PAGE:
Ohio Announces Prison Farms Closures, Union Files Injunction

COLUMBUS, Ohio — Ten prison farms across Ohio may soon close as part of a state plan to sell the properties and devote the proceeds to inmate employment and rehabilitation programs, Director of the Ohio Department of Rehabilitation and Corrections Gary Mohr told the Associated Press last month. The move to close the facilities and liquidate all assets prompted the Ohio Civil Service Employees Association (OCSEA) to seek an injunction.

Mohr told the Associated Press that closing the facilities, which together comprise roughly 7,000 acres of farmland, was necessary as the farms pose a high security risk due to contraband. He also noted that training inmates in farming methods does not prepare them for today’s workforce.

In a statement issued by the OCSEA, the group said the closures would affect 56 members who serve as farm coordinators. The organization is seeking an injunction in an effort to protect the rights of the affected employees the union represents, according to a statement. Under the OCSEA collective bargaining agreement with the state, the state is required to give appropriate notice and to bargain with the union when a closure is announced. In addition, it must provide the union with a rationale for the closure, which union leaders claim did not happen. Instead, Department of Rehabilitation and Corrections management told leaders of OCSEA they would be phasing out most farm production by the end of 2016, according to the OCSEA.

A judge earlier this month approved an expedited hearing on the preliminary injunction for May 27 that would temporarily halt the closures. That hearing has since been moved to June 16 at the request of the state’s Attorney General. In the meantime the union has organized protests at five farm locations.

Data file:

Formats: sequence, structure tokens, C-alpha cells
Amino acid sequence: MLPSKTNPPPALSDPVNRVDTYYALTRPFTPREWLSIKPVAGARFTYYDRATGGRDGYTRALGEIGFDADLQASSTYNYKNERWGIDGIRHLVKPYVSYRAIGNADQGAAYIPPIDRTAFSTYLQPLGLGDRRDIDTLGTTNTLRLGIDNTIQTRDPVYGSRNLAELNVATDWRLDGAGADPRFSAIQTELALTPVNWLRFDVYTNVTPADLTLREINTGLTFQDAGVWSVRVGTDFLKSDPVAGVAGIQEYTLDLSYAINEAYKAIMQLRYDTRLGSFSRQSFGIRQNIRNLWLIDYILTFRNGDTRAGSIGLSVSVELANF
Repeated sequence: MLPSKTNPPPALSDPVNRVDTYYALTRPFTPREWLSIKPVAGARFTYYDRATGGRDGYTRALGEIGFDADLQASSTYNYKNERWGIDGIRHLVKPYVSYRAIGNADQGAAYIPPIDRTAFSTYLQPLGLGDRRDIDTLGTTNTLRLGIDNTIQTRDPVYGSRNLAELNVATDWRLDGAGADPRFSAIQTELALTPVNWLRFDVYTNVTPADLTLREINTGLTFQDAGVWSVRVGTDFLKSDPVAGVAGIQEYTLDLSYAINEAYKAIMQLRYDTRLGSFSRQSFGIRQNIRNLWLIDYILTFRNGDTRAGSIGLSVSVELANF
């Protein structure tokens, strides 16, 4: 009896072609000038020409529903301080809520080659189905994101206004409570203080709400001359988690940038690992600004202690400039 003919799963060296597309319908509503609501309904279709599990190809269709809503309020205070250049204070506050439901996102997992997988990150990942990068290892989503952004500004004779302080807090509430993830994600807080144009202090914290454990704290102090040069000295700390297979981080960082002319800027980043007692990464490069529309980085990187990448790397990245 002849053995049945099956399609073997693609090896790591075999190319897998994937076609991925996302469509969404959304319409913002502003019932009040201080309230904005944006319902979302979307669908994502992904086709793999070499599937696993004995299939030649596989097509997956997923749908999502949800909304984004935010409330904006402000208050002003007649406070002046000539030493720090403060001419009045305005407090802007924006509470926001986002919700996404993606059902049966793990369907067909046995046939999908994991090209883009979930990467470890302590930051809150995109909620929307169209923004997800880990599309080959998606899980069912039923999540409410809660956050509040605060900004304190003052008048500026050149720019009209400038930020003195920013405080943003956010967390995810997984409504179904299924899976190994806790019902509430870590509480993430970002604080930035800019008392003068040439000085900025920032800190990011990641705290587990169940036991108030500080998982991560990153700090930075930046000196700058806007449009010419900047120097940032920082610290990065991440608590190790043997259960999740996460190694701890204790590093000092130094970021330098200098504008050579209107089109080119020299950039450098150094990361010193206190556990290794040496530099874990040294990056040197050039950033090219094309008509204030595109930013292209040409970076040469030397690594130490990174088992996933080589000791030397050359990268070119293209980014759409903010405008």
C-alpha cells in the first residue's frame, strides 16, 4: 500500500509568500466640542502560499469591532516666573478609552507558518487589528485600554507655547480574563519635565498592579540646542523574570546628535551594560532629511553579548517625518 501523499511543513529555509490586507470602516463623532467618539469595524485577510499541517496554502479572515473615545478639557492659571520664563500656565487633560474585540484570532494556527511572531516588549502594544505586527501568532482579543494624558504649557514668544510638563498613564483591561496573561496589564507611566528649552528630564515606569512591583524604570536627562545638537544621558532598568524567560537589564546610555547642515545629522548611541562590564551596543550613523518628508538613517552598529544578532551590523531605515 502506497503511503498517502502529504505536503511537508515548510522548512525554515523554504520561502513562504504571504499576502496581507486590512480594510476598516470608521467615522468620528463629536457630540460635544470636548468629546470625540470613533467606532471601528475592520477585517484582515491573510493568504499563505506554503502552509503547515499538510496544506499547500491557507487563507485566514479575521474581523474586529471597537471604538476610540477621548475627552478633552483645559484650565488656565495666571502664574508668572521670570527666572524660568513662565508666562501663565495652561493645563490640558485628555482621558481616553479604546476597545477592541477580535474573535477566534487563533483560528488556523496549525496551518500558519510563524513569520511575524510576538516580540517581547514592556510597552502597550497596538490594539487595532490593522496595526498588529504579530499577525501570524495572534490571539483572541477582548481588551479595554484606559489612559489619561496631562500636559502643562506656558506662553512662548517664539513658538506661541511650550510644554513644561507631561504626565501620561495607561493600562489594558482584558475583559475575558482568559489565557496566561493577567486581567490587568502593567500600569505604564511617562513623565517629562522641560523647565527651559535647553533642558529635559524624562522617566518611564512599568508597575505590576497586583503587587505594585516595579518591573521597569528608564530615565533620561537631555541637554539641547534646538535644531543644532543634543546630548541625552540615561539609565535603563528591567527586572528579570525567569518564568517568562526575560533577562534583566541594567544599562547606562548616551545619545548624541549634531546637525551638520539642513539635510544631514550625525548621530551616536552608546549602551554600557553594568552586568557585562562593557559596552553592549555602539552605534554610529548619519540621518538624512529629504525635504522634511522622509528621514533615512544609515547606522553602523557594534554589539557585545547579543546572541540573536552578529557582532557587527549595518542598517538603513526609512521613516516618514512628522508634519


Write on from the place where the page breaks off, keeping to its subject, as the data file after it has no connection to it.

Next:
Ohio’s prison system has maintained the farms for more than a century, and in 2015 invested approximately $9 million in the construction of new facilities at the London and Marion Correctional Institutions that were projected to triple meat and dairy production. The farm programs have also served to teach inmates various job skills such as heavy machinery operation, welding, driving large vehicles, repairing equipment and using a variety of farm tools, according to an OCSEA statement. Additionally, crops are grown to help supply food to local food banks and the OCSEA noted that the Ohio State University School of Veterinary Medicine, which uses the farms for education purposes, will also be affected.

The OCSEA statement called the move to sell “disappointing but not surprising,” and pointed to the potential influence of private food lobbyists and prison food service contractor Aramark, who the group says has expressed wishes to rely more on packaged products that will not spoil. “Aramark has also complained of a contract provision that requires them to purchase milk and beef from Ohio Prison Industries,” the OCSEA statement claimed.

“Unfortunately, we believe the impetus for this change is purely political. It has nothing to do with [the Department of Rehabilitation and Corrections] core mission of recidivism or safety. This is about dollars and cents for corporate interests,” said OCSEA President Chris Mabe in a statement. “This is clearly a give-away to powerful corporations that will hurt not only [the Department of Rehabilitation and Corrections] mission of meaningful inmate programming but will further destabilize our operations.”